Hedge fund reinsurers have generated better investment returns than traditional reinsurers over the past few years, but underwriting losses have prevented the group from outperforming the traditional Bermuda reinsurers, according to new research from S&P Global Ratings.
Hedge fund reinsurers have recorded average net investment returns of about 10% from 2014 through 2016, versus 2.1% for traditional reinsurers. But the group saw underwriting losses each year, dragging its three-year average return on equity down to 3.9%, trailing traditional reinsurers' return of 9.8%, the rating agency found.
During the period, traditional Bermudian reinsurers saw average favorable reserve releases of 7.1 percentage points, which helped bring combined ratios down. Hedge fund reinsurers, on the other hand, saw unfavorable loss development averaging 2.3 percentage points.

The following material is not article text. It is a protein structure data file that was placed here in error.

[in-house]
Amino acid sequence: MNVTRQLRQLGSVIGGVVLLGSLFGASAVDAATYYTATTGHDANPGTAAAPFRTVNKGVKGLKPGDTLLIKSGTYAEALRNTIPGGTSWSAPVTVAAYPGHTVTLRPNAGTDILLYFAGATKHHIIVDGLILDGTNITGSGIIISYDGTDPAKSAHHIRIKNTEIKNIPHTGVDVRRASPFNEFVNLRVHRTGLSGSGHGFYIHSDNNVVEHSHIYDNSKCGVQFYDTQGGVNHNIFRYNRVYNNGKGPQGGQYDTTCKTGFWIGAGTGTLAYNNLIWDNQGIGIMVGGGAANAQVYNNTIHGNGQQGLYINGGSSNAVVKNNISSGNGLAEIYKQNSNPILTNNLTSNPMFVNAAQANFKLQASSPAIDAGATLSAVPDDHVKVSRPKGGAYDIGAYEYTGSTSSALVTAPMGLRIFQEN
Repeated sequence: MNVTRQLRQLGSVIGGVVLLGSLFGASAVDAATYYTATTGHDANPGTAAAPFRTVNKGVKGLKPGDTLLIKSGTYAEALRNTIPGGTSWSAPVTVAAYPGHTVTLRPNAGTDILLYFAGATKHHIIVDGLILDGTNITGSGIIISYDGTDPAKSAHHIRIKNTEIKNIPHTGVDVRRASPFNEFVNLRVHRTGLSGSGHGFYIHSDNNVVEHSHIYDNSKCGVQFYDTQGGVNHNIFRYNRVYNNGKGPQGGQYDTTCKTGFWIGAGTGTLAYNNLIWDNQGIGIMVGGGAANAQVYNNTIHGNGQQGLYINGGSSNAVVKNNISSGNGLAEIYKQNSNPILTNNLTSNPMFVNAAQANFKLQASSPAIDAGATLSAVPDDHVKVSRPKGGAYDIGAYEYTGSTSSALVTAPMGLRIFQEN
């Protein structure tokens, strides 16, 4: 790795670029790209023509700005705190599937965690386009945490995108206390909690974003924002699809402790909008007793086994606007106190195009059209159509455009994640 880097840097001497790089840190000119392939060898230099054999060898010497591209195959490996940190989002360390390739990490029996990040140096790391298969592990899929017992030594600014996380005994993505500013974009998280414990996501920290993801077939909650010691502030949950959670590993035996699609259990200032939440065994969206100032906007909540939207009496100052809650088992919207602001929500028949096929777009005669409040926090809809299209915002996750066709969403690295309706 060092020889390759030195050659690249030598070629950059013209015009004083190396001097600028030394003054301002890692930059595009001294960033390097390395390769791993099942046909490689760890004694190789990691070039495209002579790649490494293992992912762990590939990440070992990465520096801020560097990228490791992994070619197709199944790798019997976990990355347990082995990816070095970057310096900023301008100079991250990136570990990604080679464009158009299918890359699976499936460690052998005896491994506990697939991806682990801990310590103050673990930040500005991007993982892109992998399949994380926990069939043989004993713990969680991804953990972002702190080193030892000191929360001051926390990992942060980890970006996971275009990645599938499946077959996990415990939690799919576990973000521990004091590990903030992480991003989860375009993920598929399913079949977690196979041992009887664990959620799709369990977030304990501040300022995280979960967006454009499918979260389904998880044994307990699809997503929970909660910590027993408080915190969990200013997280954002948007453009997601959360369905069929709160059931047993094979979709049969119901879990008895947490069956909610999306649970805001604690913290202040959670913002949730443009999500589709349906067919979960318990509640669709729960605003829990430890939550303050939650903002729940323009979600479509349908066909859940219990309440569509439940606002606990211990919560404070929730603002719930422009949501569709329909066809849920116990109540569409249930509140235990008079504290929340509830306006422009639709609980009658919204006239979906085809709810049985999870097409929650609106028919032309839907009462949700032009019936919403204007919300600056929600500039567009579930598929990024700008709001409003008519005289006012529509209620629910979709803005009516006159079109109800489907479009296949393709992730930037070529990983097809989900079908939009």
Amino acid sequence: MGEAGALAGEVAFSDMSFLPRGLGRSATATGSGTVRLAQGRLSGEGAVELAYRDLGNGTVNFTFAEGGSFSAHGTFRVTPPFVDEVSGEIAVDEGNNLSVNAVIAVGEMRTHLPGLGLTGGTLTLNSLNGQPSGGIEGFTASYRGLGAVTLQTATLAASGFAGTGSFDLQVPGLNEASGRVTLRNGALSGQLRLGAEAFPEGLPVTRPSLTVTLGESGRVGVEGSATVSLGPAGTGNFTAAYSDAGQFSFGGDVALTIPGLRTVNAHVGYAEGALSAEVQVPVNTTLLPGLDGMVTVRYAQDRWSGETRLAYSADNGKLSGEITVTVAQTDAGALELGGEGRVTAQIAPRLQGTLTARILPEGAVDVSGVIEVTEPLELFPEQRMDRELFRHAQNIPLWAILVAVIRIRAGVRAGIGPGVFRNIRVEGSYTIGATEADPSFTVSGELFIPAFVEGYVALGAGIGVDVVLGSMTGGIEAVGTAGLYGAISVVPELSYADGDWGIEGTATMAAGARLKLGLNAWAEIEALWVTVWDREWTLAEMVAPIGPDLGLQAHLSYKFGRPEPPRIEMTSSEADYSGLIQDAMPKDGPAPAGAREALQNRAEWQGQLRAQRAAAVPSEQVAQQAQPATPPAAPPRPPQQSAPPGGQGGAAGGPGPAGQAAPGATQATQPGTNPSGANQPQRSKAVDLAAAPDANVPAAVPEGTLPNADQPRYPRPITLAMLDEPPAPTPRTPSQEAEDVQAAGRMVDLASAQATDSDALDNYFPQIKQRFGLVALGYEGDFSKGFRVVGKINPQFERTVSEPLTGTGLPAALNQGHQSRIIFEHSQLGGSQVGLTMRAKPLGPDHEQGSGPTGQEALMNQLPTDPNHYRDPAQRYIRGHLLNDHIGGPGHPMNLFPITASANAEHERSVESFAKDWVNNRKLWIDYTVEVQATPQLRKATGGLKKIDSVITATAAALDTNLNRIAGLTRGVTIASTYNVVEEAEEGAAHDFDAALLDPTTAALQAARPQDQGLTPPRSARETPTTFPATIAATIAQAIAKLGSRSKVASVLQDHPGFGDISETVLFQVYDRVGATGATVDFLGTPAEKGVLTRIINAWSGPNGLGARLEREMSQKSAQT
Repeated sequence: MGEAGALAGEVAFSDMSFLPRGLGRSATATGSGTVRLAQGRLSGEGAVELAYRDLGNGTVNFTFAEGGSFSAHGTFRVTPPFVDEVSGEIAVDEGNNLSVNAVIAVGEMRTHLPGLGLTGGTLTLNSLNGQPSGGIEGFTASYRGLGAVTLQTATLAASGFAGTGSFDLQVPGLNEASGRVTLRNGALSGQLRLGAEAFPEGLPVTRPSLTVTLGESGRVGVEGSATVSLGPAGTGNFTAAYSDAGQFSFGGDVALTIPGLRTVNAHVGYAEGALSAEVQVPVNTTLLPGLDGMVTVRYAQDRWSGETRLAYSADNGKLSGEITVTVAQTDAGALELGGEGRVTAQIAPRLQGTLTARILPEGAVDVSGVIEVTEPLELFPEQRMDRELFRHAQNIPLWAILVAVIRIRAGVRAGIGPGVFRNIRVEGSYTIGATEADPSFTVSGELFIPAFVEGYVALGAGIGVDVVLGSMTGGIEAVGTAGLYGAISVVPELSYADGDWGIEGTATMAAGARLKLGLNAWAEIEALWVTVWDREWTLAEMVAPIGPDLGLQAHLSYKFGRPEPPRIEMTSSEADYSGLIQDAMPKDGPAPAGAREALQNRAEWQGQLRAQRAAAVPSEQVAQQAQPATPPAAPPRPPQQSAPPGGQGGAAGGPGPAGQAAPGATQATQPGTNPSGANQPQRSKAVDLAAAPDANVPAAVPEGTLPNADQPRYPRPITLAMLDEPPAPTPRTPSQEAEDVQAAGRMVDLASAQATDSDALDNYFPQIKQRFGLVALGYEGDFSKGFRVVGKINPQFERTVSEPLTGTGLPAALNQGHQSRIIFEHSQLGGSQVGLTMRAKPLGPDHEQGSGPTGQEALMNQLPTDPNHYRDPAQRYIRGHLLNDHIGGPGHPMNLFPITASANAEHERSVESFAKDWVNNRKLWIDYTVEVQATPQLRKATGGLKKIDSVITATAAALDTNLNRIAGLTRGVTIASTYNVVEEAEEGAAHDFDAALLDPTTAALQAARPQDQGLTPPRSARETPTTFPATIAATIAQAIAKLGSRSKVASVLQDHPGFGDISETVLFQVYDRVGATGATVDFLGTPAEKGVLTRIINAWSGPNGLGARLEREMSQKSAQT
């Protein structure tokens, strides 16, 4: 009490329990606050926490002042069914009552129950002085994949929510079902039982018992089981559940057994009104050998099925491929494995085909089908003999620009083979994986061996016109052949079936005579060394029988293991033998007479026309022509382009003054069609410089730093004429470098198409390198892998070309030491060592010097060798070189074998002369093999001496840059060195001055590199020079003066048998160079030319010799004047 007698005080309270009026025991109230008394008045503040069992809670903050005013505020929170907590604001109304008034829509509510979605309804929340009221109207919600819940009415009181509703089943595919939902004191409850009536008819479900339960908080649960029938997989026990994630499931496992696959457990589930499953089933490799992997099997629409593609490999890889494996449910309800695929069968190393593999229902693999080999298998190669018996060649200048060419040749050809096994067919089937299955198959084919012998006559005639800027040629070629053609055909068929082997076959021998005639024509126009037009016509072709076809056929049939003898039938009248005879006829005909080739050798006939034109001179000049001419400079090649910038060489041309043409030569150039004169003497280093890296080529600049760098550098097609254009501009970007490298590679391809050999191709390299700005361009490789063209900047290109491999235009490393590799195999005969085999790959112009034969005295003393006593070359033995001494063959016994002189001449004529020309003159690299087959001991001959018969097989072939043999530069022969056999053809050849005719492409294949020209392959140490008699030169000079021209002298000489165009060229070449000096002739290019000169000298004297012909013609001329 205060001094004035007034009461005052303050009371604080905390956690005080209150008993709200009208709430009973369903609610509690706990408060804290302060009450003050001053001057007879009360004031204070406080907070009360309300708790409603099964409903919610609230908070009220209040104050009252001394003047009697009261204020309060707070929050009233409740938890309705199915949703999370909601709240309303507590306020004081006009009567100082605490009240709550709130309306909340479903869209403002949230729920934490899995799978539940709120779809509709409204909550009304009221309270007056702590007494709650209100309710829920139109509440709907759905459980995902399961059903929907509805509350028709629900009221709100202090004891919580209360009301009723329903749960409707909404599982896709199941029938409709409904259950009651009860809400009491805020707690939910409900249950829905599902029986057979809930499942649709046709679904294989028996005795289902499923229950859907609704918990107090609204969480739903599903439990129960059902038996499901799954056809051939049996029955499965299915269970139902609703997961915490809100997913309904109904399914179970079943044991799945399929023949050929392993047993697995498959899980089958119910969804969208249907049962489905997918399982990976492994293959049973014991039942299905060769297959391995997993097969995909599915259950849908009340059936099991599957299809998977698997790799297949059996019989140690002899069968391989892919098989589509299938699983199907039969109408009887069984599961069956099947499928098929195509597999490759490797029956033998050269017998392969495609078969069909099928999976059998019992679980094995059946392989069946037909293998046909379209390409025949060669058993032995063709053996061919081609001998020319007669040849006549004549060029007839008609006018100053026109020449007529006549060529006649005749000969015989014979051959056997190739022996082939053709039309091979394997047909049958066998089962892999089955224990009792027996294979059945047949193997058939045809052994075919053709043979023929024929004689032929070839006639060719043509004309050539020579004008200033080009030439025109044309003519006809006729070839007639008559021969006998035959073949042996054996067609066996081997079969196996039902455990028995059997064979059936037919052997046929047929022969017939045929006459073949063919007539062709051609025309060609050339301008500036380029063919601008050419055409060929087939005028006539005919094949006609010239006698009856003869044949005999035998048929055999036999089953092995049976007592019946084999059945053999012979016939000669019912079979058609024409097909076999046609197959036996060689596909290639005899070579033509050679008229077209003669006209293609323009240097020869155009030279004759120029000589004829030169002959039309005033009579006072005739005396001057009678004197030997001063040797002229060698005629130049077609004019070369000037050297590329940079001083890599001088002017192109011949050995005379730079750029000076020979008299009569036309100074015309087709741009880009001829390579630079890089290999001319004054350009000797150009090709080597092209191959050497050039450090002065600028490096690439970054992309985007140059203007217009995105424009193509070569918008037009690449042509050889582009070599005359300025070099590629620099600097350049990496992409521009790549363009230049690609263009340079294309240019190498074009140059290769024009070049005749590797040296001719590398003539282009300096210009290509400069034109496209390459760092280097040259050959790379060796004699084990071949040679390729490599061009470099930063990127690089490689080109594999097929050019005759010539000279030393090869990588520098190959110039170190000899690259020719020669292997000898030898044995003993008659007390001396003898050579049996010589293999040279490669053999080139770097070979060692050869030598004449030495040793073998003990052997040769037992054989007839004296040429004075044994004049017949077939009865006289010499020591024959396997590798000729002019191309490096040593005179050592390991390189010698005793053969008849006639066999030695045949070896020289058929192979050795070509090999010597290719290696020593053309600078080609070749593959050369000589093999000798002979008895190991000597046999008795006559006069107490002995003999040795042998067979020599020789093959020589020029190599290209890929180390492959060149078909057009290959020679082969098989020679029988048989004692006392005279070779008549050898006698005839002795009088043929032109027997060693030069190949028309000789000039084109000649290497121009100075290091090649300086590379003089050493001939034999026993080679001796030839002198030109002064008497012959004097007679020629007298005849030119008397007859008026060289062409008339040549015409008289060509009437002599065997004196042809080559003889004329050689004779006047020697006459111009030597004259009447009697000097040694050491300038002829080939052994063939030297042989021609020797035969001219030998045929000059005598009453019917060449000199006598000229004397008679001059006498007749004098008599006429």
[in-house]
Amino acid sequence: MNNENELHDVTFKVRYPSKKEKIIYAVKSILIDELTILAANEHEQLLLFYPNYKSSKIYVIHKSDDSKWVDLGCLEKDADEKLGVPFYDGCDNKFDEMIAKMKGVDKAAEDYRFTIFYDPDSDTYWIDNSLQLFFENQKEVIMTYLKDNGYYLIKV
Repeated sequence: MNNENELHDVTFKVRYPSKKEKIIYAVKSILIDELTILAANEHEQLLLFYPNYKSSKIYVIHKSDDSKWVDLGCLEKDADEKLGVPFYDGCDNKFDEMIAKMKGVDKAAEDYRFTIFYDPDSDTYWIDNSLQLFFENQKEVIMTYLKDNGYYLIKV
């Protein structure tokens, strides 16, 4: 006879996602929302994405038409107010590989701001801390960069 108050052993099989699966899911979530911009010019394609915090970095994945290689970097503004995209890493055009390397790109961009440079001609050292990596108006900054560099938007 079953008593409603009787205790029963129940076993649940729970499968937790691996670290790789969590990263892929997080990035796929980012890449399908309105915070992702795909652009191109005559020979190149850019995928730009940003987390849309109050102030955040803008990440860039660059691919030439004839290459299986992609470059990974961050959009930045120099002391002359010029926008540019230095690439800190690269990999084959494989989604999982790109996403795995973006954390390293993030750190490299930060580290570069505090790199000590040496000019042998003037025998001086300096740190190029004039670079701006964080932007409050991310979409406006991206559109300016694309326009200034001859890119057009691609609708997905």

"This could speak to the quality of business" hedge fund reinsurers are writing, analyst Taoufik Gharib said.
Hedge fund reinsurers seek out riskier investments with higher returns for the float generated by insurance operations. Stand-alone hedge fund reinsurers include Fidelis Insurance Bermuda Ltd., Greenlight Capital Re Ltd., Hamilton Re Ltd. and Third Point Reinsurance Ltd., which have between $800 million and $1.5 billion in capital each, according to S&P.
Other reinsurers have started sponsored hedge fund vehicles that benefit from the sponsor's credit profile. Sponsored hedge fund reinsurers include Arch Capital Group Ltd.'s Watford Re, Chubb Ltd.'s ABR Re, AXIS Capital Holdings Ltd.'s Harrington Re and Enstar Group Ltd.'s KaylaRe.
Sponsored hedge fund reinsurers tend to generate more gross premium written and manage lower combined ratios then their stand-alone peers, S&P wrote.